UPDATE 2-Canada Goose margins miss on higher sales of less profitable, lighter clothes
(Recasts lead, adds shares)
Aug 14 (Reuters) - Canada Goose Holdings Inc's quarterly gross margins missed estimates on Wednesday, as the luxury apparel maker sold more of its light-weight spring season clothes, which are not as profitable as its iconic $1,000 parkas.
Toronto-listed shares of the company were down 2.5% as investors dismissed its smaller-than-expected loss.
Canada Goose, known for its cold-weather, fur-lined parkas, ventured into raincoats and light-weight jackets a few years ago to cater to its customers' seasonal needs and to move away from fur, which has increasingly become distasteful and is even banned in California.
"The affinity and desire we have seen for our seasonally relevant lightweight offerings tells us our product expansion is working," Canada Goose said in its statement.
The cheaper products are, however, not as profitable as the company's parkas. Gross profit margins plummeted 57.5% in the first quarter from 64% in the year ago period, and missed analysts' estimate of a 61.6% drop, hit by a higher proportion of sales going to department stores.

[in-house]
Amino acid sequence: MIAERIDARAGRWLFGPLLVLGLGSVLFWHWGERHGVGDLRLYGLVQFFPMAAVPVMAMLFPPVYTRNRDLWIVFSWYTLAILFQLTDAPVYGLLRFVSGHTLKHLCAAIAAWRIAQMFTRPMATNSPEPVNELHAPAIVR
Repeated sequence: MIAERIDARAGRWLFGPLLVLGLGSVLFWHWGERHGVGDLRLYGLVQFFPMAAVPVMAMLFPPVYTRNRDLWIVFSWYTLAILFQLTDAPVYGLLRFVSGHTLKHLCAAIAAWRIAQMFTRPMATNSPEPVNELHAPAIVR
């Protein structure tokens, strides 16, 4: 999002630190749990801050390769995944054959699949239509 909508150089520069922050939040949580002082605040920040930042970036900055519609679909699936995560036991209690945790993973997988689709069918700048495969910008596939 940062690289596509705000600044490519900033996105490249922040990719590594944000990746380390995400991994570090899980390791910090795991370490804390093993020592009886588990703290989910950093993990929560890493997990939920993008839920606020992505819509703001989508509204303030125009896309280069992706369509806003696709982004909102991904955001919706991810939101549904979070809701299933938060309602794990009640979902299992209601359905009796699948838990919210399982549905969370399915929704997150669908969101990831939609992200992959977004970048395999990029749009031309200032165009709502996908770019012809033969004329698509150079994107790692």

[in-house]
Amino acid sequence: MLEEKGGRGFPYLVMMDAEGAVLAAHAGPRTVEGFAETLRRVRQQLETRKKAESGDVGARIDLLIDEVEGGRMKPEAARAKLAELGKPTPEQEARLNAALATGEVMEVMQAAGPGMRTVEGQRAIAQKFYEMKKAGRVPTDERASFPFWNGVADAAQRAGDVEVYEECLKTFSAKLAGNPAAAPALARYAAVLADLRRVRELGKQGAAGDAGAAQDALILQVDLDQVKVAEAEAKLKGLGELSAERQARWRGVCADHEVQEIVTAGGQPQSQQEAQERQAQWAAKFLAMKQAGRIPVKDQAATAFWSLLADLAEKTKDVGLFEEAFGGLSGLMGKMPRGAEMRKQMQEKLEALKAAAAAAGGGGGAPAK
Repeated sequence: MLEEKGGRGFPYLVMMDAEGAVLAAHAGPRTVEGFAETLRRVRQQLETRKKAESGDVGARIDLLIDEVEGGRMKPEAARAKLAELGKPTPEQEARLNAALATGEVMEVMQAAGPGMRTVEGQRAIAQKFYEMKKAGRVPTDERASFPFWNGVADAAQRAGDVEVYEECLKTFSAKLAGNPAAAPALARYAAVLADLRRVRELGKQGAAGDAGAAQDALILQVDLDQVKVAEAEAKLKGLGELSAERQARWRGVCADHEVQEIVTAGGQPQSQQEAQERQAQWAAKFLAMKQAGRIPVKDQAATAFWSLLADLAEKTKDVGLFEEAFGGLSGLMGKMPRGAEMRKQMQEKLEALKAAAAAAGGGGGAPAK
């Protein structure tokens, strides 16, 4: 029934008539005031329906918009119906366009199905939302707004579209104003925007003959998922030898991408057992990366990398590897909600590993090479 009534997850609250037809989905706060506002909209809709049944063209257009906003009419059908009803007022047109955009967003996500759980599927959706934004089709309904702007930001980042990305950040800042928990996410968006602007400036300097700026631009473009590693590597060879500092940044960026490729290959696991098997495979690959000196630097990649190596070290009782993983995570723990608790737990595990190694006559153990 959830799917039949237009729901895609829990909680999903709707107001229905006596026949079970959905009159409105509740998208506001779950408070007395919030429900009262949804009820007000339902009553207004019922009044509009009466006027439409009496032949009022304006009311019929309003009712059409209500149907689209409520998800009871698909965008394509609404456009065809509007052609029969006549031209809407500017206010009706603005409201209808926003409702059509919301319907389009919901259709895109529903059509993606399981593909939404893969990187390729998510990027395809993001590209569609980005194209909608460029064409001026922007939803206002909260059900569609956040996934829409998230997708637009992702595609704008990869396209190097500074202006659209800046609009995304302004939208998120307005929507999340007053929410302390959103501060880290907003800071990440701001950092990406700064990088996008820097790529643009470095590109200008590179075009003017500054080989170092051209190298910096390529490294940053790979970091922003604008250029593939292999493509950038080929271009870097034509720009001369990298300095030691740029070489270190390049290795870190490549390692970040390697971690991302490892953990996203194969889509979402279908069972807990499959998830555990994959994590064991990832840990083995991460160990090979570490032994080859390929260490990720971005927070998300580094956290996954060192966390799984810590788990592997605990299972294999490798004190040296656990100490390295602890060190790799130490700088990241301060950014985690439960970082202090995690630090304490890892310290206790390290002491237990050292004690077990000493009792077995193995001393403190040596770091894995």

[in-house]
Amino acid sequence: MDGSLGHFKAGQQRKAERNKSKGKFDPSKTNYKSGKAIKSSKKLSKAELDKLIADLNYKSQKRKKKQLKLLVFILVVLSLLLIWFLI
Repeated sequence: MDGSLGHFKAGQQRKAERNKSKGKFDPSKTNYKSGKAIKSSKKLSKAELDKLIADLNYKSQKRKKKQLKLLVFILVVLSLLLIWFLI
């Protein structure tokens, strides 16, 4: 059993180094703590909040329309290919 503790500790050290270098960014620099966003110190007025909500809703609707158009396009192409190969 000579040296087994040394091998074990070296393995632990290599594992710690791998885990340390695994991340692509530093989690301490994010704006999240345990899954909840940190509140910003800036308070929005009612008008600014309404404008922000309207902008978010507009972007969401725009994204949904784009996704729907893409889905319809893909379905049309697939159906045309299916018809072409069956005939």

Still, the company's loss of 21 Canadian cents per share was better than the 24 Canadian cent loss that analysts had anticipated.
Canada Goose has been spending on its direct-to-consumer business, including its e-commerce and company-owned retail outlets, as it looks to rely less on struggling department stores for sales.
Revenue rose 59.1% and was ahead of estimates, as the company benefited from sales of costlier jackets and parkas to department stores and as it opened new retail outlets and launched products online on Chinese e-commerce company Alibaba's Tmall marketplace.
It was also driven by international customers' request for earlier order shipments compared to last year and its acquisition of footwear maker Baffin last November.
Net loss widened to C$29.4 million, or 27 Canadian cents per share, in the quarter ended June 30, from a loss of C$18.7 million, or 17 Canadian cents per share, a year earlier.
($1 = 1.3257 Canadian dollars) (Reporting by Arunima Kumar in Bengaluru; Writing by Arathy S Nair; Editing by Shinjini Ganguli)
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